Sally Portman Birthday Tour

Carla Schauble about to climb the staircase to Blue Peak Col.

Washington Pass

Sunday May 20, 2012

We missed the good weather, and the zoo, by a day. Diane Hennessey, Heather Mirczak and I drove to Washington Pass on Saturday night with plans to ski the Birthday Tour the next morning.

A spring favorite, this ski tour boasts two stout climbs and two fun descents plotting a horseshoe path around the dramatic relief of South Early Winter Spire. It had risen to the top of my spring tick-list. The forecast for the Sabbath was iffy: 50 percent chance of showers after 11am.

We arrived at Klipchuck Campground, downstream of the hairpin, around 8pm and found Carla Schauble and posse—three fine lads named Brian, Tom and Randy—stoking a big fire and slaking their evening thirst. They had skied it that day and reported stellar corn conditions—the best in their collective history of skiing this route. Fun enough to merit a repeat. So instead of heading back to Seattle, Carla and the guys decided to ski the tour again with us.

Cloud cover kept the mercury above freezing at night creating toasty tent conditions. I read DH a bedtime story: Bruce Tremper’s tale of cheating death in a slab avy in a narrow couloir. Revelry bugled at a civilized 7am, allowing plenty of time for a spot of tea and soft-boiled eggs, or in Carla’s case, a single, stick-to-your-ribs Nutter Butter. Our gang of seven convoyed to the hairpin where we left DH’s ride, our shuttle car, and hopped into Brian’s newly purchased camper van to continue to the tour’s start, Blue Lake trailhead, elevation 5,400 ft. At 9:40am, our group was skinning up the trail under warm, cloudy skies.

Brian, HM and Carla at the start.

DH practicing old-school free-heeling at the trailhead.

We climbed a well-worn skin track along the forested trail, eventually spilling out to open slopes where we ascended southeast to Blue Peak Col, elevation 7,800 ft. Slipping was a problem and I had to lift my skis often to gain skin purchase in the soft track. I stopped at the bench before the final 200-ft. climb to A-frame skis to pack and to rest. Many thanks to the hundred people (no hyperbole) who had booted a staircase to the top. A beefy cornice lip typically droops off this saddle, but this year’s leaner snowpack and recent warm spring temps had reduced the flap to nothing. It was snowing at the col so I swapped out shades for goggles before locking heels for the south-east descent known as Madison Avenue, a wide, open run into the Copper Creek drainage.

The view north.

Skiing down 2,000+ ft. of quality corn was fun, though the 8 or 9 degree rise in temperature translated into liquid precip in the basin. Breaking out skins for the hoof-up to the second col, we observed a woman in snowshoes who had presumably come with her boyfriend. They didn’t seem to be in a festive mood, the kind that speaks “Birthday Tour.” They seemed more dour. Perhaps she was sad about the snow-shoeing conditions (somewhere between lousy and fucking lousy) or not keen about being the lone shoe-er among schussers. We suspected trouble in paradise.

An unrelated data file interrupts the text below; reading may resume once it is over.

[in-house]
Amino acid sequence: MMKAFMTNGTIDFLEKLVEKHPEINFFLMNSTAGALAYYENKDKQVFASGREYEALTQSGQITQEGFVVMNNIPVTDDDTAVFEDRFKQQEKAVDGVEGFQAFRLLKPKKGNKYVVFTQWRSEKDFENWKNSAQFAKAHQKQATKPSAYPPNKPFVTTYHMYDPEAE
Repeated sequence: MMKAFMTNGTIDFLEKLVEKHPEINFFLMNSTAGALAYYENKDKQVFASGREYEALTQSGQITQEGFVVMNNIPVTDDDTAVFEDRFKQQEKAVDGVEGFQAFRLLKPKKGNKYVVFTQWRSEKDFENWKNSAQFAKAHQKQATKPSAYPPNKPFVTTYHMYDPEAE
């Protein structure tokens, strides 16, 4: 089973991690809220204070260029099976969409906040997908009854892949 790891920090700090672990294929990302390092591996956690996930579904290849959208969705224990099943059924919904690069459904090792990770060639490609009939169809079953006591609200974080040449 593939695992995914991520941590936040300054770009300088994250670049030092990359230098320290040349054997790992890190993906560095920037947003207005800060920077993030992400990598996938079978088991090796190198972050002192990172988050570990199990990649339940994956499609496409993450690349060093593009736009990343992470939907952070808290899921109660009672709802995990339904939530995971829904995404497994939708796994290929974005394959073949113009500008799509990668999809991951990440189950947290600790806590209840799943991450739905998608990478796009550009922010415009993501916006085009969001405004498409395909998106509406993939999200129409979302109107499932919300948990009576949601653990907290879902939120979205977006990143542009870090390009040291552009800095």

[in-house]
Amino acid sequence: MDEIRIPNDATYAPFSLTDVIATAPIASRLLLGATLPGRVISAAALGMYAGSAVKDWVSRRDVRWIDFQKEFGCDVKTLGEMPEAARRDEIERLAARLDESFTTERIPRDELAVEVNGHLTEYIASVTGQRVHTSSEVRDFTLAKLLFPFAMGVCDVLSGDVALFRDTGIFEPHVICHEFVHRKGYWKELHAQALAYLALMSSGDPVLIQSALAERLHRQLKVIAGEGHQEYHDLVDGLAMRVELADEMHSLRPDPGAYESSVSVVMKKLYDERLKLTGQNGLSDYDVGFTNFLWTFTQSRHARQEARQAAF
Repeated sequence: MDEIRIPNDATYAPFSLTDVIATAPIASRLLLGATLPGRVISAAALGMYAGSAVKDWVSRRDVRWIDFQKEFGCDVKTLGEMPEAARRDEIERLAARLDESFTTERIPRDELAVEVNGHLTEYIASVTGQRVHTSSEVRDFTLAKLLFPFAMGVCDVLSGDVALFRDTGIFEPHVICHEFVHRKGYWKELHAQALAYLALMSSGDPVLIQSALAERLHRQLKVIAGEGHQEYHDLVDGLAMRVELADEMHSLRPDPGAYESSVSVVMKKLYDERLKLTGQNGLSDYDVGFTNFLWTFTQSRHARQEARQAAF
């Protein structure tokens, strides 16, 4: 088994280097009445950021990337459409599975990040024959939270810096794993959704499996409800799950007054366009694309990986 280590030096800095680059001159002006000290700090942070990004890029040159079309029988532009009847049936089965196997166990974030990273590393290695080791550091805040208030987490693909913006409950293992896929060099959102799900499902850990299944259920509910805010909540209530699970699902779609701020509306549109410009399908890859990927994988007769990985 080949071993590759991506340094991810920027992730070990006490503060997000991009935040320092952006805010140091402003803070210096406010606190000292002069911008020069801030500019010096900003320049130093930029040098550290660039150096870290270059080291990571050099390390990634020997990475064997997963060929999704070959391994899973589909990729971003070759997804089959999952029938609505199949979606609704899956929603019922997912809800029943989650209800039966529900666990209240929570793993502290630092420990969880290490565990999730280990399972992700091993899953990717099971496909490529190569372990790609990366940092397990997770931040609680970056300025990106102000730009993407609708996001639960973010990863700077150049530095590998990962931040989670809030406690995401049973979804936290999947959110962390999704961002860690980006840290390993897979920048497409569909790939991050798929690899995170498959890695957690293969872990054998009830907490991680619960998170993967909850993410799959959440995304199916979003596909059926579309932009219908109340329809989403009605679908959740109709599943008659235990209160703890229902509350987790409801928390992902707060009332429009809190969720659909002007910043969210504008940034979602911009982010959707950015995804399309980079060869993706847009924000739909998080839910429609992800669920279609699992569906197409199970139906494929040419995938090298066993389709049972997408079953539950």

The second climb, out of Copper Creek drainage, is shorter and takes you to a bench, then to a col at roughly 7,200 ft. We didn’t stop for lunch to enjoy the views that were sure to come once those pesky clouds burned off. (Hey, isn’t this just the marine layer??) Instead, we dropped into the skinny slot, one by one. I side-slipped down the slot without incident, but unexpectedly pooched a carve to the right and flipped assoverteakettle, followed by a stylish backside, head-first glissade, trying not to clip Brian in the process. (Insert frowny face or head-bashing emoticon.) I dusted myself off and waited for HM to drop in, scoop up my abandoned pole and deliver it. I continued the descent and caught wee air off a small jump Brian, Tom and Randy hucked spread-eagle.

I loved the final run down a steep chute with perfectly-spaced larches. We all triggered some shallow sluffing. A descending traverse through the thicker timber of Early Winters Creek brought us to the hairpin at 1:50pm for a total tour time of 4 hours and 10 minutes. A thin rain fell as we changed out of soft-shell and Gore-Tex. We piled into Brian’s van, drained the last of our IPA rations and toasted to another Birthday Tour gathering in 2013.

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4 responses to “Sally Portman Birthday Tour

  1. We were among the 100 or so from the Saturday before your Sunday. It was excellent but not nearly so photogenic as Cutthroat and Kangaroo Ridge the weekend earlier. Paintings however came out well, visible once I get them photographed and posted.

    Got to grab that stuff right off the highway before it’s gone!

  2. scribblernancy

    Glad you and Steve (I assume) got out there on Sat! My mates couldn’t on Sat so we went for it all the same. I bet Cutthroat was stunning the weekend before. Look forward to seeing some of your work!

  3. Brian here, great skiing with y’all! Thanks for joining us on our Bday tour X2, so much fun we did it twice! See you in the mtns!

    • scribblernancy

      Brian, really great to meet you. Thank you for skiing with us! It was a blast! Would love to ski or climb with y’all again soon!!

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